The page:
In Michigan landfills overall, there was a 3.1 percent decrease in solid waste disposed of in 2012 compared to the previous year.

Waste imported from other states and Canada went down by almost 2 percent. Still, Canada remains as the largest source of waste imports into Michigan, representing 15.3 percent of all waste disposed of in state landfills, according to the state Department of Environmental Quality.

At current rates, it’s estimated that Michigan landfills will be filled in about 28 years. Whitefeather in Bay County has about 23 years of capacity left.

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Michigan Waterfowl Legacy adds Saginaw Bay, Midland wants a bioreactor, and Climate Change is already here

Mr. Great Lakes (Jeff Kart). As heard in Bay City, Michigan, at 9 a.m. Fridays on Delta College Q-90.1 FM.

michigan midwest climate change temperatures rising

From Chapter 18 of the National Climate Assessment draft.

Text and info from the Feb. 1, 2013, broadcast:

1- The Michigan Waterfowl Legacy program now includes Saginaw Bay.

Michigan Waterfowl Legacy is a recently launched statewide initiative that seeks to bring hunters and non-hunters together to restore, conserve and celebrate Michigan’s waterfowl, wetlands and waterfowl hunting community.

The Legacy is a 10-year, cooperative partnership between various government agencies and non-government conservation organizations — including the Bay City-based Saginaw Bay Watershed Initiative Network.

The Saginaw Bay watershed is the largest in Michigan, draining about 15 percent of the state’s waterways.

Goals of the Legacy program here include increasing the number of citizens in the region who are using and enjoying wetlands, and building on successful partnerships that have resulted in increased wetland and waterfowl habitat.

Plans include the promotion of Saginaw Bay tourism opportunities related to waterfowl and wetlands, and the development of Saginaw Bay-specific Michigan Waterfowl Legacy events, such as waterfowl hunting, birding, and trapping workshops.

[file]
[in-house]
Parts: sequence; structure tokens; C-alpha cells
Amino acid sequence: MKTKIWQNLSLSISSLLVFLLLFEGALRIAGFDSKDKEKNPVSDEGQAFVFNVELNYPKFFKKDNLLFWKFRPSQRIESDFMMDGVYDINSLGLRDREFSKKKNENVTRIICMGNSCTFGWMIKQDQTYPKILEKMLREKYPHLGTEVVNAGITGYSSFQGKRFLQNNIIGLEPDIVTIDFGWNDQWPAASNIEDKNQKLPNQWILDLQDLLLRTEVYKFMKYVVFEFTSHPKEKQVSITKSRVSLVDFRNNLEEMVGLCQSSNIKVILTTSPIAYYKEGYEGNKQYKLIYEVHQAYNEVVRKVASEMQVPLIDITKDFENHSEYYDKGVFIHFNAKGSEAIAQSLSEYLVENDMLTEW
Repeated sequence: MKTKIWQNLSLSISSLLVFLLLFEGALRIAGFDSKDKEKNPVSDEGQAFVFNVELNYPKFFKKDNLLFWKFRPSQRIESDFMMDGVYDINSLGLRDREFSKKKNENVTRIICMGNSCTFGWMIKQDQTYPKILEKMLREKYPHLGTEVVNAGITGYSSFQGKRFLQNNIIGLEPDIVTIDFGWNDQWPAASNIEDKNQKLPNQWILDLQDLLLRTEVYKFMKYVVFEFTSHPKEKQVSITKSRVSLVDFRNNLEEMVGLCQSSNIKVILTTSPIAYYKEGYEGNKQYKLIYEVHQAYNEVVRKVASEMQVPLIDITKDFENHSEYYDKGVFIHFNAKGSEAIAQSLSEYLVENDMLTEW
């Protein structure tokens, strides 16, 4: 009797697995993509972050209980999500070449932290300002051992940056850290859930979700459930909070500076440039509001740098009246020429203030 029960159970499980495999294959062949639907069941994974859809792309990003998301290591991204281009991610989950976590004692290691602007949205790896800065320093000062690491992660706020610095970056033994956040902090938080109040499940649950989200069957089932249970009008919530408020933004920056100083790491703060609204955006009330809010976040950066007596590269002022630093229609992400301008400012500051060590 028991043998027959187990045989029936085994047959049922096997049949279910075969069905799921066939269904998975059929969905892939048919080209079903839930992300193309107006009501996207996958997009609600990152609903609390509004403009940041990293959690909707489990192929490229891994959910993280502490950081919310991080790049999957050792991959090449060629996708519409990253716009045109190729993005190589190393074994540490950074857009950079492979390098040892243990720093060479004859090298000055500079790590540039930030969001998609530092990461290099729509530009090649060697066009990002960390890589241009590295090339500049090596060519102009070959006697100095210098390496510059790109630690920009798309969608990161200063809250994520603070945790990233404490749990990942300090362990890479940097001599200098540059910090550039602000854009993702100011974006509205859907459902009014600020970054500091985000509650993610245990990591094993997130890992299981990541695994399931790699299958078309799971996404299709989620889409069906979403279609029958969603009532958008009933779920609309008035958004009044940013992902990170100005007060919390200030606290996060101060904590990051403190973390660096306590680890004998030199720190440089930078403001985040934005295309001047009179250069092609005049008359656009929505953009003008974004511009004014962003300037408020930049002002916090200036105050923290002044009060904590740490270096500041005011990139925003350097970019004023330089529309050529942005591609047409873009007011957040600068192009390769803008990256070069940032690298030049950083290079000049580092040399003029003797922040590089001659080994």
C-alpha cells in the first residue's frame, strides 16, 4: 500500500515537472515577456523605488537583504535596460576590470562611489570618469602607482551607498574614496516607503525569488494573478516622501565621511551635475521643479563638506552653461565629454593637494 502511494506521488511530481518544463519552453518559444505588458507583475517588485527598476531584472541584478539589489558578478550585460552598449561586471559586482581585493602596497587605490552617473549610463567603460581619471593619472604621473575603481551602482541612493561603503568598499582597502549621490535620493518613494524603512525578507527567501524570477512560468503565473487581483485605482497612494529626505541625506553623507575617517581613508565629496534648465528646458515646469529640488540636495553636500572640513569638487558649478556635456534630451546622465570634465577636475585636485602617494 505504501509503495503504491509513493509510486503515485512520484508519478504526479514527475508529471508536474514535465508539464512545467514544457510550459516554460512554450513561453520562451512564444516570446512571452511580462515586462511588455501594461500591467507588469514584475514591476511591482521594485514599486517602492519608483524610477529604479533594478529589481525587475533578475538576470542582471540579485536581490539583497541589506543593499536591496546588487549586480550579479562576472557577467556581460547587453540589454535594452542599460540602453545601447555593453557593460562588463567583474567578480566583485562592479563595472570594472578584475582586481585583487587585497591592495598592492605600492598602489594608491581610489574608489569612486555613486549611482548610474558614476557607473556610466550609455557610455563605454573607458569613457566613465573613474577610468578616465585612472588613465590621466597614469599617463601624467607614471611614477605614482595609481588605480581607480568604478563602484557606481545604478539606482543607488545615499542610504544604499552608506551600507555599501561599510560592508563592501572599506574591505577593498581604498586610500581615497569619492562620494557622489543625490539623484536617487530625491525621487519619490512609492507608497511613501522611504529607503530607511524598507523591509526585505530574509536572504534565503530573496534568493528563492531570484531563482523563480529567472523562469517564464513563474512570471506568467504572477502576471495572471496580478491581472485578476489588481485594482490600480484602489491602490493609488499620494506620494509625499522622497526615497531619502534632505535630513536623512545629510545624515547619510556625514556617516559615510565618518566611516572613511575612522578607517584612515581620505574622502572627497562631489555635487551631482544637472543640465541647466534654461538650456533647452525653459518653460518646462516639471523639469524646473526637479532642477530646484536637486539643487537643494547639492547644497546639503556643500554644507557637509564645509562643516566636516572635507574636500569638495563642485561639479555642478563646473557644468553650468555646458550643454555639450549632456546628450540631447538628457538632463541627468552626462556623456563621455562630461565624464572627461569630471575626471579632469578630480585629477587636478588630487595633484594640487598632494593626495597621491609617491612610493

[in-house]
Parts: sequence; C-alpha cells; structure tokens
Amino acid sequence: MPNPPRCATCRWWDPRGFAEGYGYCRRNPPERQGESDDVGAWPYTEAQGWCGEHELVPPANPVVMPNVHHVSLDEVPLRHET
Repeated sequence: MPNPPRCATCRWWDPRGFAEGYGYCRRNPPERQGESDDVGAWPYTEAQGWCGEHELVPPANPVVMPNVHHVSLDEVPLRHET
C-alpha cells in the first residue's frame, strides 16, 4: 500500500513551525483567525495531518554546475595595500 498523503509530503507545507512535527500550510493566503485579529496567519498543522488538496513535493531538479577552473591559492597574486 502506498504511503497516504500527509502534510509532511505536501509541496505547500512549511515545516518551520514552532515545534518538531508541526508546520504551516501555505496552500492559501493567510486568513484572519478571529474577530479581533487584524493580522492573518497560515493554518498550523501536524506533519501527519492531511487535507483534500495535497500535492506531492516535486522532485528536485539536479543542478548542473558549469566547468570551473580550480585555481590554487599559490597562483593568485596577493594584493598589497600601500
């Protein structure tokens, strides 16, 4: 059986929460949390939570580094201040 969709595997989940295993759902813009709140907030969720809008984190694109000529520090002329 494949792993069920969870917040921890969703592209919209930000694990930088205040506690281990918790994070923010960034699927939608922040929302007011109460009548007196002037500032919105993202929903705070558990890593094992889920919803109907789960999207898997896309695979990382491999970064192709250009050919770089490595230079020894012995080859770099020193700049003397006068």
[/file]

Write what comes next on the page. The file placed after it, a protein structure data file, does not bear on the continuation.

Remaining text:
Many of the new Saginaw Bay events will occur on waterfowl areas managed by the Michigan Department of Natural Resources, and tie into a new DNR campaign called “Explore Michigan’s Wetland Wonders.”

The project has been funded by a $27,500 grant from the Saginaw Bay Watershed Initiative Network, supported by area foundations.

2 – A bioreactor project is planned for a Midland landfill.

The city of Midland is requesting a construction permit from the state for a research, development, and demonstration project at an existing solid waste landfill.

According to a permit application, on file with the Michigan Department of Environmental Quality in Bay City, the project is designed to study the effect of adding sludge from the wastewater treatment process to solid waste at the landfill.

Adding sludge to the landfill is expected to optimize conditions for the biological decomposition of solid waste.

The landfill is 340 acres, and located on East Ashman Street in Midland.

The project also could increase the life of the landfill, and the amount of electricity generated from existing landfill gas extraction equipment.

A decision from the DEQ is expected by late April.

3 – Climate change is already impacting wildlife in Michigan.

Case studies from across the country show that global warming is altering wildlife habitats, according to a new report from the National Wildlife Federation, covering eight regions of the U.S.

Highlights from the Great Lakes and Midwest include: More heavy rainfall events are increasing runoff of nutrients from agricultural lands, contributing to harmful algal blooms and causing oxygen-depleted dead zones in the lakes.

The report recommends action to reduce the amount of toxic pollution from coal-fired energy, and support for more wind, solar, and geothermal energy projects.

Meanwhile, a recently released draft National Climate Assessment from the federal government concludes that climate change will lead to more frequent and intense Midwest heat waves, while degrading air and water quality and threatening public health.

Intense rainstorms and floods also will become more common, and existing risks to the Great Lakes will be exacerbated.

The National Climate Assessment’s Midwest chapter (pdf) was authored by three University of Michigan researchers.